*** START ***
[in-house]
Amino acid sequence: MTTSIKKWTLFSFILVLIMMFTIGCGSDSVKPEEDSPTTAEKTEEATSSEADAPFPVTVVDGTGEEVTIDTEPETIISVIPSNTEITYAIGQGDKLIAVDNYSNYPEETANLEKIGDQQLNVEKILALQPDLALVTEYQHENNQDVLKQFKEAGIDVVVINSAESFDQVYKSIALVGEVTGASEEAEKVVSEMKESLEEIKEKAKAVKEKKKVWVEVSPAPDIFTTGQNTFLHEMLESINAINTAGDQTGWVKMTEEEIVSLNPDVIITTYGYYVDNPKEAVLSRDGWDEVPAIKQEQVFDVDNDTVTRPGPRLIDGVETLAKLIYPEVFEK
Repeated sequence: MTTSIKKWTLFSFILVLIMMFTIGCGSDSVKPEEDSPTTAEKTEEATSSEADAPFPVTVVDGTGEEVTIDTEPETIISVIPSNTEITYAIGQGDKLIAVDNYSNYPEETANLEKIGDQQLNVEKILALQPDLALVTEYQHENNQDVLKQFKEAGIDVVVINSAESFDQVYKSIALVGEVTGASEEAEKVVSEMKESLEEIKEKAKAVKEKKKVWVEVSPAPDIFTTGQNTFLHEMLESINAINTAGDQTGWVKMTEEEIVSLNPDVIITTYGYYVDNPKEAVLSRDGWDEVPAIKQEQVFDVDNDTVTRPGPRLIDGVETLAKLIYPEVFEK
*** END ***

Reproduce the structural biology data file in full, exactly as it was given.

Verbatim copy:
[in-house]
Amino acid sequence: MTTSIKKWTLFSFILVLIMMFTIGCGSDSVKPEEDSPTTAEKTEEATSSEADAPFPVTVVDGTGEEVTIDTEPETIISVIPSNTEITYAIGQGDKLIAVDNYSNYPEETANLEKIGDQQLNVEKILALQPDLALVTEYQHENNQDVLKQFKEAGIDVVVINSAESFDQVYKSIALVGEVTGASEEAEKVVSEMKESLEEIKEKAKAVKEKKKVWVEVSPAPDIFTTGQNTFLHEMLESINAINTAGDQTGWVKMTEEEIVSLNPDVIITTYGYYVDNPKEAVLSRDGWDEVPAIKQEQVFDVDNDTVTRPGPRLIDGVETLAKLIYPEVFEK
Repeated sequence: MTTSIKKWTLFSFILVLIMMFTIGCGSDSVKPEEDSPTTAEKTEEATSSEADAPFPVTVVDGTGEEVTIDTEPETIISVIPSNTEITYAIGQGDKLIAVDNYSNYPEETANLEKIGDQQLNVEKILALQPDLALVTEYQHENNQDVLKQFKEAGIDVVVINSAESFDQVYKSIALVGEVTGASEEAEKVVSEMKESLEEIKEKAKAVKEKKKVWVEVSPAPDIFTTGQNTFLHEMLESINAINTAGDQTGWVKMTEEEIVSLNPDVIITTYGYYVDNPKEAVLSRDGWDEVPAIKQEQVFDVDNDTVTRPGPRLIDGVETLAKLIYPEVFEK